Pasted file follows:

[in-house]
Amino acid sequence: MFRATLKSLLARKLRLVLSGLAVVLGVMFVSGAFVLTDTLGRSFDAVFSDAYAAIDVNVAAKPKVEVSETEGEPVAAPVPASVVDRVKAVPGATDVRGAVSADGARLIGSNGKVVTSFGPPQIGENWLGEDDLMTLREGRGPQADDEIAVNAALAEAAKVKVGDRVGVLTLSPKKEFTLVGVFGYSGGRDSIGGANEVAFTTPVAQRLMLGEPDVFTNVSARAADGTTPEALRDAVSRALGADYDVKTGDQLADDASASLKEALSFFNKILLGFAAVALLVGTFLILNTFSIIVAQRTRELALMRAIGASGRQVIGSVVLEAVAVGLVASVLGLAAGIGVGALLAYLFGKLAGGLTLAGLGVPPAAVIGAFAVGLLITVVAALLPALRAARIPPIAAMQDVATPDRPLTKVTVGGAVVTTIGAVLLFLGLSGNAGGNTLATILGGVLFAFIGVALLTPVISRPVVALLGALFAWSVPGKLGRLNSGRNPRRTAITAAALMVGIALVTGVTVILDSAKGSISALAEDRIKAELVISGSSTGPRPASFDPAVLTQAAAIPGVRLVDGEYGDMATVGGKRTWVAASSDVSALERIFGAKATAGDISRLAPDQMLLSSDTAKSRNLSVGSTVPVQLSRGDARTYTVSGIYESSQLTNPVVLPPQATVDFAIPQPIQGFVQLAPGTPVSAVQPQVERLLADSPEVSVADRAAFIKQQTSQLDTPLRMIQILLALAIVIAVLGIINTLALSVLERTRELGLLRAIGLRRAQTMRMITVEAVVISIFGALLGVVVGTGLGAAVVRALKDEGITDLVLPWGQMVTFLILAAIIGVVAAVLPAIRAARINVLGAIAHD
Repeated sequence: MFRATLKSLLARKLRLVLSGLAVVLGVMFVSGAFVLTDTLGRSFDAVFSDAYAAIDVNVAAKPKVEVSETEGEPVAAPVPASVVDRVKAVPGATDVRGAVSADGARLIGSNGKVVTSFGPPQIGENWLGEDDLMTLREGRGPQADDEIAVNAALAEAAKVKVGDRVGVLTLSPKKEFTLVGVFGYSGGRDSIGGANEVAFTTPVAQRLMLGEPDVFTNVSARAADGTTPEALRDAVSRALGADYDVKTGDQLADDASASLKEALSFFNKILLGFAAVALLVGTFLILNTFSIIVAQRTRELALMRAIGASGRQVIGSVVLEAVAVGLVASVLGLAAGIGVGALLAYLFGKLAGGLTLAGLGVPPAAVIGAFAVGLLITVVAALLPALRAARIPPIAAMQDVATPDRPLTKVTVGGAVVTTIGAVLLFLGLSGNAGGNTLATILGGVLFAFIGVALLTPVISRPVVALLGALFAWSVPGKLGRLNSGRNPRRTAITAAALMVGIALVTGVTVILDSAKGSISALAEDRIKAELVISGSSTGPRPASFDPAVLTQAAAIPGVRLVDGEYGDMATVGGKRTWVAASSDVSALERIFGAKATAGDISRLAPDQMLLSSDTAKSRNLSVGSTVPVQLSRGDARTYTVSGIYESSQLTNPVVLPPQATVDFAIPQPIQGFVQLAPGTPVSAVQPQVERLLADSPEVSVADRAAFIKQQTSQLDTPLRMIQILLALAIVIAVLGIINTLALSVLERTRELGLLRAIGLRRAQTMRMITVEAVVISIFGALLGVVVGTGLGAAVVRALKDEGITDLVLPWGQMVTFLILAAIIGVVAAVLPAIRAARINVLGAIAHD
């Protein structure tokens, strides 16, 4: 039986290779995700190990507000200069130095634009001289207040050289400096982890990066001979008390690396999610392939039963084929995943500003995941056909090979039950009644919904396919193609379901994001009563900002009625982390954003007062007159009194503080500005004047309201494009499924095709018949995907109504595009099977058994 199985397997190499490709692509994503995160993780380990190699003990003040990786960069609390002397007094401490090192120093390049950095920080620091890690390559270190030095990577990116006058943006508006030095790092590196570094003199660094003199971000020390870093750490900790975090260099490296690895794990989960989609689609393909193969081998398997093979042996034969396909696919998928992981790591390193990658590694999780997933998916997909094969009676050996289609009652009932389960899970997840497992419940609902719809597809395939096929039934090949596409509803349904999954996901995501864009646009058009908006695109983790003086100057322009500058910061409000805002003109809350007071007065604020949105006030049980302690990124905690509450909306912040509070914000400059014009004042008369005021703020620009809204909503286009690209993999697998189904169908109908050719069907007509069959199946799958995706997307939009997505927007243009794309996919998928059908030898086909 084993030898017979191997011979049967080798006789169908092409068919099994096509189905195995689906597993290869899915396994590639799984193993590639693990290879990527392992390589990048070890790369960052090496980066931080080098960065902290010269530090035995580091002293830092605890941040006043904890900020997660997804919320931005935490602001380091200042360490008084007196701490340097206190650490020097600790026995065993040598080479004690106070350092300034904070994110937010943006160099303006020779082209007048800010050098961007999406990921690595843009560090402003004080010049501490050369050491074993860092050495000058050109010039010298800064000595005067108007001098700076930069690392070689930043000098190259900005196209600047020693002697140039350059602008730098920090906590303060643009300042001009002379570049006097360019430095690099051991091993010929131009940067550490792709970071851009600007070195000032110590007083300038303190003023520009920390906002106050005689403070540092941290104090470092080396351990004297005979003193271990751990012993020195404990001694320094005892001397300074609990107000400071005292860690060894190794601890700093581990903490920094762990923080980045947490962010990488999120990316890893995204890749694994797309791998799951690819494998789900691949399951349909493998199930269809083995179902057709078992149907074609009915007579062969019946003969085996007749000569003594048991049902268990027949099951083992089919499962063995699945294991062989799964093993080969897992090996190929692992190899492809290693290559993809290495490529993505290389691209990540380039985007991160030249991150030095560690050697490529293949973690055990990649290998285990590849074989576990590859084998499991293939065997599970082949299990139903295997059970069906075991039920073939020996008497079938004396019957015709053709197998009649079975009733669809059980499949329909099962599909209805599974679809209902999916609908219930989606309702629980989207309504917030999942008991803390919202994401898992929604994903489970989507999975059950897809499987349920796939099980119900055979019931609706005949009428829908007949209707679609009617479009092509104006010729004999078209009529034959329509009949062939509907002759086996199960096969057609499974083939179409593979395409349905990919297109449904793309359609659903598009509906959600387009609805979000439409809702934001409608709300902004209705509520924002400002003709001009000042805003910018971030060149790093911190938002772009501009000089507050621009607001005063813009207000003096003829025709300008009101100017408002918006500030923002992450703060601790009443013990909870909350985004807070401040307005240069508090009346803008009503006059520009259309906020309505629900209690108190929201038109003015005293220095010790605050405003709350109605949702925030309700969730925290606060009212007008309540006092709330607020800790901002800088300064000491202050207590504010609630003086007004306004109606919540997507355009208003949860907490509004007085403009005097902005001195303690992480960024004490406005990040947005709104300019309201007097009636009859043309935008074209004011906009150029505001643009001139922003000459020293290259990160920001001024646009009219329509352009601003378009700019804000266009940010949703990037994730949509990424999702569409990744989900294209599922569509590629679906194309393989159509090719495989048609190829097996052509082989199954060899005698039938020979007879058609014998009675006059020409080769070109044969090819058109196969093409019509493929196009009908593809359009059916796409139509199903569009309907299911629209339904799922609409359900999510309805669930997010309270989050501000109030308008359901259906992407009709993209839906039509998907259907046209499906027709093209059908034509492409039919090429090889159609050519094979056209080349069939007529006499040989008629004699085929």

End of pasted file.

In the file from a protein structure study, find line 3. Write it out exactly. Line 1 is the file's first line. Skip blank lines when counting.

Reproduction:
Repeated sequence: MFRATLKSLLARKLRLVLSGLAVVLGVMFVSGAFVLTDTLGRSFDAVFSDAYAAIDVNVAAKPKVEVSETEGEPVAAPVPASVVDRVKAVPGATDVRGAVSADGARLIGSNGKVVTSFGPPQIGENWLGEDDLMTLREGRGPQADDEIAVNAALAEAAKVKVGDRVGVLTLSPKKEFTLVGVFGYSGGRDSIGGANEVAFTTPVAQRLMLGEPDVFTNVSARAADGTTPEALRDAVSRALGADYDVKTGDQLADDASASLKEALSFFNKILLGFAAVALLVGTFLILNTFSIIVAQRTRELALMRAIGASGRQVIGSVVLEAVAVGLVASVLGLAAGIGVGALLAYLFGKLAGGLTLAGLGVPPAAVIGAFAVGLLITVVAALLPALRAARIPPIAAMQDVATPDRPLTKVTVGGAVVTTIGAVLLFLGLSGNAGGNTLATILGGVLFAFIGVALLTPVISRPVVALLGALFAWSVPGKLGRLNSGRNPRRTAITAAALMVGIALVTGVTVILDSAKGSISALAEDRIKAELVISGSSTGPRPASFDPAVLTQAAAIPGVRLVDGEYGDMATVGGKRTWVAASSDVSALERIFGAKATAGDISRLAPDQMLLSSDTAKSRNLSVGSTVPVQLSRGDARTYTVSGIYESSQLTNPVVLPPQATVDFAIPQPIQGFVQLAPGTPVSAVQPQVERLLADSPEVSVADRAAFIKQQTSQLDTPLRMIQILLALAIVIAVLGIINTLALSVLERTRELGLLRAIGLRRAQTMRMITVEAVVISIFGALLGVVVGTGLGAAVVRALKDEGITDLVLPWGQMVTFLILAAIIGVVAAVLPAIRAARINVLGAIAHD